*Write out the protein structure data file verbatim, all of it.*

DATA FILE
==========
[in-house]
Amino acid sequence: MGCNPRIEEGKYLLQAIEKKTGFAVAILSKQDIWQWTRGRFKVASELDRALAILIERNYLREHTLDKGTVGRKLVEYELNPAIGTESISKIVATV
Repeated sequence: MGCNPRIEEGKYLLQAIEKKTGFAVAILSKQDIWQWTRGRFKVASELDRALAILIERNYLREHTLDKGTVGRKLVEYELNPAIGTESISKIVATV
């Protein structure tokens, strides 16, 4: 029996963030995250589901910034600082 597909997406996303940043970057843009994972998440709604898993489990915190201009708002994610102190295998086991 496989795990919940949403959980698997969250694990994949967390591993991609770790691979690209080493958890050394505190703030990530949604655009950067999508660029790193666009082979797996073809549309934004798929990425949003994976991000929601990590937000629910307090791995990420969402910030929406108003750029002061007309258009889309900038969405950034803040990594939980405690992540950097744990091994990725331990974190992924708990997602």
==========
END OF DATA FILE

[in-house]
Amino acid sequence: MGCNPRIEEGKYLLQAIEKKTGFAVAILSKQDIWQWTRGRFKVASELDRALAILIERNYLREHTLDKGTVGRKLVEYELNPAIGTESISKIVATV
Repeated sequence: MGCNPRIEEGKYLLQAIEKKTGFAVAILSKQDIWQWTRGRFKVASELDRALAILIERNYLREHTLDKGTVGRKLVEYELNPAIGTESISKIVATV
């Protein structure tokens, strides 16, 4: 029996963030995250589901910034600082 597909997406996303940043970057843009994972998440709604898993489990915190201009708002994610102190295998086991 496989795990919940949403959980698997969250694990994949967390591993991609770790691979690209080493958890050394505190703030990530949604655009950067999508660029790193666009082979797996073809549309934004798929990425949003994976991000929601990590937000629910307090791995990420969402910030929406108003750029002061007309258009889309900038969405950034803040990594939980405690992540950097744990091994990725331990974190992924708990997602």